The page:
Catholic Cardinals and Bishops in the US call for change
Cardinal Blase, Cupich of Chicago wrote: “Let us make it clear to our elected officials that the weapons and ammunition that facilitate this carnage have no place in our culture.”
Archbishop Charles Chaput of Philadelphia seemed to agree, writing that Americans should be “angry at our law-makers for doing so little to prevent these catastrophes.”
Cardinal Sean O’Malley, the Archbishop of Boston and one of Pope Francis’ closest aids, summed it up best when he tweeted a day after the shooting in Parkland: “Our thoughts and prayers must be joined with action, we can and must do more to prevent such attacks.”
Principles for reform
In 1994, under St. John Paul II, the Pontifical Council for Justice and Peace put out a document on the international arms trade that included this comment: “It is urgent to find an effective way to stop the flow of arms to terrorist and criminal groups. An indispensable measure would be for each state to impose a strict control on the sale of handguns and small arms. Limiting the purchase of such arms would certainly not infringe upon the rights of anyone.”
The US Conference of Catholic Bishops have held varying views for gun laws over the years.
In April 2013 – four months after the Sandy Hook tragedy – Bishop Stephen Blaire of Stockton, who was the then Chair of the Domestic Justice & Human Development Committee, wrote to members of Congress.
Among the policies Bishop Blaire cited for support were “universal background checks for all gun purchases,” restrictions on civilian purchases of “high-capacity ammunition magazines,” and an “assault weapons” ban. He also referred to Pope Francis’ call “to ‘change hatred into love, vengeance into forgiveness, war into peace’.”
In their 2000 statement “Responsibility, Rehabilitation and Restoration,” on crime and criminal justice, the US Conference of Catholic Bishops supported certain gun laws in the name of safety.
“As bishops, we support measures that control the sale and use of firearms and make them safer (especially efforts that prevent their unsupervised use by children or anyone other than the owner), and we reiterate our call for sensible regulation of handguns,” the bishops stated.
The bishops have been “clear that gun control policies are part and parcel of the common good,” Professor David Cloutier, a theology professor at the Catholic University of America in Washington said.
In fact, the bishops in the United States’ have called for gun control measures since as early as 1975, when they called for “a coherent national firearms policy responsive to the overall public interest and respectful of the rights and privileges of all Americans.”
After the Sandy Hook tragedy, the bishops of the United States renewed their call for all Americans, particularly legislators, to support:
- measures that control the sale and use of firearms
- measures that make guns safer (especially efforts that prevent their unsupervised use by children and anyone other than the owner);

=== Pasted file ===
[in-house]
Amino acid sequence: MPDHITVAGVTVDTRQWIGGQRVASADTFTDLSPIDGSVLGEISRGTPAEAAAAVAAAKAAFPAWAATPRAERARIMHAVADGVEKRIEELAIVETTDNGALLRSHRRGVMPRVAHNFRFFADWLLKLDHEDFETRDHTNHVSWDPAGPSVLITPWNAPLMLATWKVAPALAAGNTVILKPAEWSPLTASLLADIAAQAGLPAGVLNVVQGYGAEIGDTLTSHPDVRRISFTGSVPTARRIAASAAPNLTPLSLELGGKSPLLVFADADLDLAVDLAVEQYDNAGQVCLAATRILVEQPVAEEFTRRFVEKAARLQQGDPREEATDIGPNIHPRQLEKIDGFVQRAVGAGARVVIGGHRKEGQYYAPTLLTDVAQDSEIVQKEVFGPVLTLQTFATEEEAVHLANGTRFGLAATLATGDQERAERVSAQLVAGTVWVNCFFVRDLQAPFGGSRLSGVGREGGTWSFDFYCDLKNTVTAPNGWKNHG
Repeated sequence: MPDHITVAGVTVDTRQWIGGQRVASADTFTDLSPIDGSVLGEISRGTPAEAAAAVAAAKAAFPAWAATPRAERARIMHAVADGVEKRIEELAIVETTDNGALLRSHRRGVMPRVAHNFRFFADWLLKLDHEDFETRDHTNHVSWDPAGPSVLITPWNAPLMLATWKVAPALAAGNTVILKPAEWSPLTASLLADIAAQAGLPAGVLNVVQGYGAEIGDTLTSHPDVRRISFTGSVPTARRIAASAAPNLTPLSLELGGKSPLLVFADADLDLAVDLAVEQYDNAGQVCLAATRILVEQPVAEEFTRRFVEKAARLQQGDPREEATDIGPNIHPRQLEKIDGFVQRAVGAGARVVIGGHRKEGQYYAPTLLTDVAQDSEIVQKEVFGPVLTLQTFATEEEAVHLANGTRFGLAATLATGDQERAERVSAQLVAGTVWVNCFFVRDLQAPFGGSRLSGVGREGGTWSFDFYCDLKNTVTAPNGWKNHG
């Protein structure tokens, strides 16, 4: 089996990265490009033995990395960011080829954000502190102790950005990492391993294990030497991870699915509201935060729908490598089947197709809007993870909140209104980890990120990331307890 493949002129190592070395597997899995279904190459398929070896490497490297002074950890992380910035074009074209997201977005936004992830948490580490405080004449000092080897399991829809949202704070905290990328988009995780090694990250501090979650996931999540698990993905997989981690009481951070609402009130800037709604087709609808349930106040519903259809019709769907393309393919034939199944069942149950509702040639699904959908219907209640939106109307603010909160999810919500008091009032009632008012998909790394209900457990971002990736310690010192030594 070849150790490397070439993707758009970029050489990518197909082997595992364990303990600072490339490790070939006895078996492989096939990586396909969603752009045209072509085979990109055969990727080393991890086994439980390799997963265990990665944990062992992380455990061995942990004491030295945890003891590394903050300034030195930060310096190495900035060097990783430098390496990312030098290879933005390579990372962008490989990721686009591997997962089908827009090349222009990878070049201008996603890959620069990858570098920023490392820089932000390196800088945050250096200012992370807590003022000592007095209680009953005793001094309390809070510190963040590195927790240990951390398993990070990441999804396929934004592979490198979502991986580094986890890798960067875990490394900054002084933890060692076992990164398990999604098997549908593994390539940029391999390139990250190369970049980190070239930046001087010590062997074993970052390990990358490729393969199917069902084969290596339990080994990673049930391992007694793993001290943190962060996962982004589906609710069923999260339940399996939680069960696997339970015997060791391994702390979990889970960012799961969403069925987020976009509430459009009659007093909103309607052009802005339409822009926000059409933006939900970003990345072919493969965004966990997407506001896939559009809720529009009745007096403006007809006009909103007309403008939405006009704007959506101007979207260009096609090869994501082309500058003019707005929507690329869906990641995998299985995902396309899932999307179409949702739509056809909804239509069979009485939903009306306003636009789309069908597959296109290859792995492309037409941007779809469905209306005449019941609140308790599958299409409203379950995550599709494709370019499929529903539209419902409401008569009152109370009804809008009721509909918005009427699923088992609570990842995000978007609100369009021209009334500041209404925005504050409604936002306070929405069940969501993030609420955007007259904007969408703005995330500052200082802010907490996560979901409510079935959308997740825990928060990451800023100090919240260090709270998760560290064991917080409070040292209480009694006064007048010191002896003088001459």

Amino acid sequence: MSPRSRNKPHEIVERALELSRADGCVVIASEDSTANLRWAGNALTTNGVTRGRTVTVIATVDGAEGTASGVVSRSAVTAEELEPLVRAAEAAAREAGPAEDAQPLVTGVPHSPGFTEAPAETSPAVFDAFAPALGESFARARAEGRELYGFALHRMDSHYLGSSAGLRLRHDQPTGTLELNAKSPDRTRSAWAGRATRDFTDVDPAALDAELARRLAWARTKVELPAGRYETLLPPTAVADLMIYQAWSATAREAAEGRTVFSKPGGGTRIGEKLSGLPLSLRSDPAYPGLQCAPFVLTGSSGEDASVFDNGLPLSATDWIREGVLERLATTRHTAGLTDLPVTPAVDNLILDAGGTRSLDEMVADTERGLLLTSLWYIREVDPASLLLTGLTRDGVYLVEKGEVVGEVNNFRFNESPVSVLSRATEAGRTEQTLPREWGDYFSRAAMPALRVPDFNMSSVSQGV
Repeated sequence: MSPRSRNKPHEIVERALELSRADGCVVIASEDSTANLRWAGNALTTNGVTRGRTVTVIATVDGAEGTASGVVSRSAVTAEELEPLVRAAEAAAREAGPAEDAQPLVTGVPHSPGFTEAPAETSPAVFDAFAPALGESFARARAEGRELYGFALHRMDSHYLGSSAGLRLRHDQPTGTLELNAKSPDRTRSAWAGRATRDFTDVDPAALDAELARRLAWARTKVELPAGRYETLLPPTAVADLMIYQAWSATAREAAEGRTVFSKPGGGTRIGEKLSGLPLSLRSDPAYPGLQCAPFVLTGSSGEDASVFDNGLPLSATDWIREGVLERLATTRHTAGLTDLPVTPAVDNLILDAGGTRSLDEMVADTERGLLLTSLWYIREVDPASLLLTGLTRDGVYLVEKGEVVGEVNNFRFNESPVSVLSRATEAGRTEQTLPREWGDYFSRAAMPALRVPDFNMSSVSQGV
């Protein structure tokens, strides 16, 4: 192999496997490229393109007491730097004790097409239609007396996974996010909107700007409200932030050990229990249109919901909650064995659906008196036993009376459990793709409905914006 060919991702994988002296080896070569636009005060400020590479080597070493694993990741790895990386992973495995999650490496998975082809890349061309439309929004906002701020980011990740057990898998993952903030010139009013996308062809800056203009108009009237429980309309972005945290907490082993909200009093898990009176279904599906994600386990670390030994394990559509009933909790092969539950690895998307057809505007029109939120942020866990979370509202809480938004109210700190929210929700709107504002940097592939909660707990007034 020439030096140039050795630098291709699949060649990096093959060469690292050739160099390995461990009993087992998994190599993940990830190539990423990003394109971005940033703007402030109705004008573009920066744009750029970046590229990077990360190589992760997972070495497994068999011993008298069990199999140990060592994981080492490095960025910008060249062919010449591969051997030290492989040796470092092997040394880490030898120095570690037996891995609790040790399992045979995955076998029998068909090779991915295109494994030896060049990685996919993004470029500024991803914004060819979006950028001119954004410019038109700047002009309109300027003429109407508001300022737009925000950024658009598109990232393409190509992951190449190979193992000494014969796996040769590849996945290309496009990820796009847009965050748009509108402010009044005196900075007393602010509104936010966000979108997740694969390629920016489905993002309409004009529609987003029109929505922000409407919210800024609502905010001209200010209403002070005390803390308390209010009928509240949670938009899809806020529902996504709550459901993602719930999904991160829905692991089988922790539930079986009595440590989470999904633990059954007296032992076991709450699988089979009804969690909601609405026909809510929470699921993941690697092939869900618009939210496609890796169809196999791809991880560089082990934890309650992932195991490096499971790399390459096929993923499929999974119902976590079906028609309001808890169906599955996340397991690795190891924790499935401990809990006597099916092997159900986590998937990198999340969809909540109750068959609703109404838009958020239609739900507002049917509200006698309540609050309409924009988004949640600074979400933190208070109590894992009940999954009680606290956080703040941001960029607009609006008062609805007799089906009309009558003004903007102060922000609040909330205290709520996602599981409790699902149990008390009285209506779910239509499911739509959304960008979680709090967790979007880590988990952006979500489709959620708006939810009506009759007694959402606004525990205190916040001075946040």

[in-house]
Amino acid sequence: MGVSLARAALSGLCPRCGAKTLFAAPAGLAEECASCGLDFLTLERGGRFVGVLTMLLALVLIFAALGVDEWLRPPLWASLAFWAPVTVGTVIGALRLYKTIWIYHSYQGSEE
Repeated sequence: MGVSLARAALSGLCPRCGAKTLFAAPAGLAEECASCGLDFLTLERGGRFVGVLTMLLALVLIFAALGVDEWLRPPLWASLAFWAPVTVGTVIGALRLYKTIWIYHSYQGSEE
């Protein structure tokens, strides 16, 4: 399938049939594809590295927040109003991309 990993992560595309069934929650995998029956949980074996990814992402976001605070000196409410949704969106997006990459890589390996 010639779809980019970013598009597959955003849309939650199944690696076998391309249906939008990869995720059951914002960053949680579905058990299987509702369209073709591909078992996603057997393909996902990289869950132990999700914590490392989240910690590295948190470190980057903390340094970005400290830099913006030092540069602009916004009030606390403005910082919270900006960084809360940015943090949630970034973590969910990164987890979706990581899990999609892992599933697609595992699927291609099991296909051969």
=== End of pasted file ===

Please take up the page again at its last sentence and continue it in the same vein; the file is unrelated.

- sensible regulation of handguns;
- legislative efforts that seek to protect society from the violence associated with easy access to deadly weapons including assault weapons.
A complex problem
While stricter gun laws are necessary, the bishops in the United States do emphasise that they are not sufficient to curb gun violence.
In addition to tighter gun regulations, the bishops have asked us to “make a serious commitment to confront the pervasive role of addiction and mental illness in crime,” and have also called on society to “provide health services and support to those who have mental illnesses and to their families and caregivers.”
Another concern raised by bishops is how should calls for gun control be interpreted in light of the Church’s recognition of a legitimate right to self-defence?
Paragraph 2,264 of the Catechism of the Catholic Church states: “It is legitimate to insist on respect for one's own right to life. Someone who defends his life is not guilty of murder even if he is forced to deal his aggressor a lethal blow."
“In terms of using weapons to defend yourself, there’s a presumption of civility,” Professor Cloutier said, adding “that is, there’s a presumption that in a society, you have civil relationships with other people that won’t require violence.”
And this fundamental approach Catholics must have toward society is one of “civil friendship,” he said, which is taught in the Compendium on Social Doctrine of the Church.
Gun violence in America
Earlier this week, President Donald Trump met with students, parents and teachers who have been impacted by gun violence. The group included parents of victims who lost their life in the Parkland school shooting on 14 February and parents whose 7-year-old children were gunned down at Sandy Hook Elementary School in 2012.
Speaking of the potential for reform, Trump said: “we’re going to pick out the strongest ideas, the most important ideas, the ideas that are going to work and we’re going to get them done.”
President Trump went on to say: “It’s not going to be talk, like it’s been in the past. It’s gone on too long.” He said his administration would be “very strong” with regard to background check and would put a “strong emphasis” on mental health.
Following his talk with those affected by gun violence in schools, Trump tweeted: “History shows that a school shooting lasts, on average, 3 minutes. It takes police & first responders approximately 5-8 minutes to get to site of crime. Highly trained, gun adept, teachers/coaches would solve the problem instantly, before police arrive. GREAT DETERRENT!”
So far, in 2018, there have been 2,123 deaths a result of gun violence in the United States. There have been 34 mass shootings, four of which have occurred since the 14 February shooting in Florida (source).